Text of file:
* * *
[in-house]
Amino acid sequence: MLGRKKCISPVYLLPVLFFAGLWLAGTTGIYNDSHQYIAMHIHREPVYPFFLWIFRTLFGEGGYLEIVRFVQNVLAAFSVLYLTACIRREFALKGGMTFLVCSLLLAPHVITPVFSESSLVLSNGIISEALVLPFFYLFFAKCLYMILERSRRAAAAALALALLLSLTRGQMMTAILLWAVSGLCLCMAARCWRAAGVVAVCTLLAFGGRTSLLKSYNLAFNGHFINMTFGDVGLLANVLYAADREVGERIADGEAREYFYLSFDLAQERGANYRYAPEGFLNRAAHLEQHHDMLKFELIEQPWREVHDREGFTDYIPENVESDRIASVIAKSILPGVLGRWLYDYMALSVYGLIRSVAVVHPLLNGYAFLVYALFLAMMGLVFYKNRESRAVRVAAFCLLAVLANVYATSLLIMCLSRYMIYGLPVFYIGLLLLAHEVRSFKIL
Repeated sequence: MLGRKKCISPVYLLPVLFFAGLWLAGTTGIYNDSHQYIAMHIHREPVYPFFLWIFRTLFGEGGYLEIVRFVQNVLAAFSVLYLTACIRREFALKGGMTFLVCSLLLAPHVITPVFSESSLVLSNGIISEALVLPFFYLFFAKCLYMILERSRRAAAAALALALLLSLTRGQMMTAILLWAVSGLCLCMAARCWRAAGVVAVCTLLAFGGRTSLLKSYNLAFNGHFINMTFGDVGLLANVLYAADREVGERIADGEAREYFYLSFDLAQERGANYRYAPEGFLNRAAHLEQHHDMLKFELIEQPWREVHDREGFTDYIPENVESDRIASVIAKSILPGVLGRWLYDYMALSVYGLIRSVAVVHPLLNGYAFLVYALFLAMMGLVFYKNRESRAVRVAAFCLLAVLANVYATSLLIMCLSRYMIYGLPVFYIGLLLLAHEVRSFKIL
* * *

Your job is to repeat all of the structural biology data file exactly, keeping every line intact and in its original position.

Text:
[in-house]
Amino acid sequence: MLGRKKCISPVYLLPVLFFAGLWLAGTTGIYNDSHQYIAMHIHREPVYPFFLWIFRTLFGEGGYLEIVRFVQNVLAAFSVLYLTACIRREFALKGGMTFLVCSLLLAPHVITPVFSESSLVLSNGIISEALVLPFFYLFFAKCLYMILERSRRAAAAALALALLLSLTRGQMMTAILLWAVSGLCLCMAARCWRAAGVVAVCTLLAFGGRTSLLKSYNLAFNGHFINMTFGDVGLLANVLYAADREVGERIADGEAREYFYLSFDLAQERGANYRYAPEGFLNRAAHLEQHHDMLKFELIEQPWREVHDREGFTDYIPENVESDRIASVIAKSILPGVLGRWLYDYMALSVYGLIRSVAVVHPLLNGYAFLVYALFLAMMGLVFYKNRESRAVRVAAFCLLAVLANVYATSLLIMCLSRYMIYGLPVFYIGLLLLAHEVRSFKIL
Repeated sequence: MLGRKKCISPVYLLPVLFFAGLWLAGTTGIYNDSHQYIAMHIHREPVYPFFLWIFRTLFGEGGYLEIVRFVQNVLAAFSVLYLTACIRREFALKGGMTFLVCSLLLAPHVITPVFSESSLVLSNGIISEALVLPFFYLFFAKCLYMILERSRRAAAAALALALLLSLTRGQMMTAILLWAVSGLCLCMAARCWRAAGVVAVCTLLAFGGRTSLLKSYNLAFNGHFINMTFGDVGLLANVLYAADREVGERIADGEAREYFYLSFDLAQERGANYRYAPEGFLNRAAHLEQHHDMLKFELIEQPWREVHDREGFTDYIPENVESDRIASVIAKSILPGVLGRWLYDYMALSVYGLIRSVAVVHPLLNGYAFLVYALFLAMMGLVFYKNRESRAVRVAAFCLLAVLANVYATSLLIMCLSRYMIYGLPVFYIGLLLLAHEVRSFKIL